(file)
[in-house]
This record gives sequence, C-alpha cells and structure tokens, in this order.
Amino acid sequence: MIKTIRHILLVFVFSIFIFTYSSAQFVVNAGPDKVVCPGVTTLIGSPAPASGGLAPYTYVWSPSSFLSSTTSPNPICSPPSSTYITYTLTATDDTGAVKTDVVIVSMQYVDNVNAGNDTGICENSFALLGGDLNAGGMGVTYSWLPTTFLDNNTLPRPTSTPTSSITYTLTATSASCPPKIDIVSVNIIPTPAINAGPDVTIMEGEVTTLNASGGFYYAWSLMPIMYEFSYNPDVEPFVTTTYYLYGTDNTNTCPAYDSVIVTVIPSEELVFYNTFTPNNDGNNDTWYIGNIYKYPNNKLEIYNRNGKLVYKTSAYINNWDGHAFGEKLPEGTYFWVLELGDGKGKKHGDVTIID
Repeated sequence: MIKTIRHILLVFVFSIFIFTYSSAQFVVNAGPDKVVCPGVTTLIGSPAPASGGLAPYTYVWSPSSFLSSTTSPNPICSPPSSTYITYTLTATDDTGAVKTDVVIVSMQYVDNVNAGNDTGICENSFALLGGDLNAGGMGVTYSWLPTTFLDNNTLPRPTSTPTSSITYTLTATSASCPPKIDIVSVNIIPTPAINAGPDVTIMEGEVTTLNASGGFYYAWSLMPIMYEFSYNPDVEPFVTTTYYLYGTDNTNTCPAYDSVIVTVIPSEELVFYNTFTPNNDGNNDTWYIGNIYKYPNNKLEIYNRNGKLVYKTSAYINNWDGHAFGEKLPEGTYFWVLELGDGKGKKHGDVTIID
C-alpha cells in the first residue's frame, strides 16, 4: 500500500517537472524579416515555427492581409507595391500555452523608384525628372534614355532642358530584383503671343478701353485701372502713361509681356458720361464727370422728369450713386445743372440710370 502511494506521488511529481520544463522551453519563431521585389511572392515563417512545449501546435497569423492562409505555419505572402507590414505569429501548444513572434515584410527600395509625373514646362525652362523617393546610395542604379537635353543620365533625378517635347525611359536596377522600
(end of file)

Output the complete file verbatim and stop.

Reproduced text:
[in-house]
This record gives sequence, C-alpha cells and structure tokens, in this order.
Amino acid sequence: MIKTIRHILLVFVFSIFIFTYSSAQFVVNAGPDKVVCPGVTTLIGSPAPASGGLAPYTYVWSPSSFLSSTTSPNPICSPPSSTYITYTLTATDDTGAVKTDVVIVSMQYVDNVNAGNDTGICENSFALLGGDLNAGGMGVTYSWLPTTFLDNNTLPRPTSTPTSSITYTLTATSASCPPKIDIVSVNIIPTPAINAGPDVTIMEGEVTTLNASGGFYYAWSLMPIMYEFSYNPDVEPFVTTTYYLYGTDNTNTCPAYDSVIVTVIPSEELVFYNTFTPNNDGNNDTWYIGNIYKYPNNKLEIYNRNGKLVYKTSAYINNWDGHAFGEKLPEGTYFWVLELGDGKGKKHGDVTIID
Repeated sequence: MIKTIRHILLVFVFSIFIFTYSSAQFVVNAGPDKVVCPGVTTLIGSPAPASGGLAPYTYVWSPSSFLSSTTSPNPICSPPSSTYITYTLTATDDTGAVKTDVVIVSMQYVDNVNAGNDTGICENSFALLGGDLNAGGMGVTYSWLPTTFLDNNTLPRPTSTPTSSITYTLTATSASCPPKIDIVSVNIIPTPAINAGPDVTIMEGEVTTLNASGGFYYAWSLMPIMYEFSYNPDVEPFVTTTYYLYGTDNTNTCPAYDSVIVTVIPSEELVFYNTFTPNNDGNNDTWYIGNIYKYPNNKLEIYNRNGKLVYKTSAYINNWDGHAFGEKLPEGTYFWVLELGDGKGKKHGDVTIID
C-alpha cells in the first residue's frame, strides 16, 4: 500500500517537472524579416515555427492581409507595391500555452523608384525628372534614355532642358530584383503671343478701353485701372502713361509681356458720361464727370422728369450713386445743372440710370 502511494506521488511529481520544463522551453519563431521585389511572392515563417512545449501546435497569423492562409505555419505572402507590414505569429501548444513572434515584410527600395509625373514646362525652362523617393546610395542604379537635353543620365533625378517635347525611359536596377522600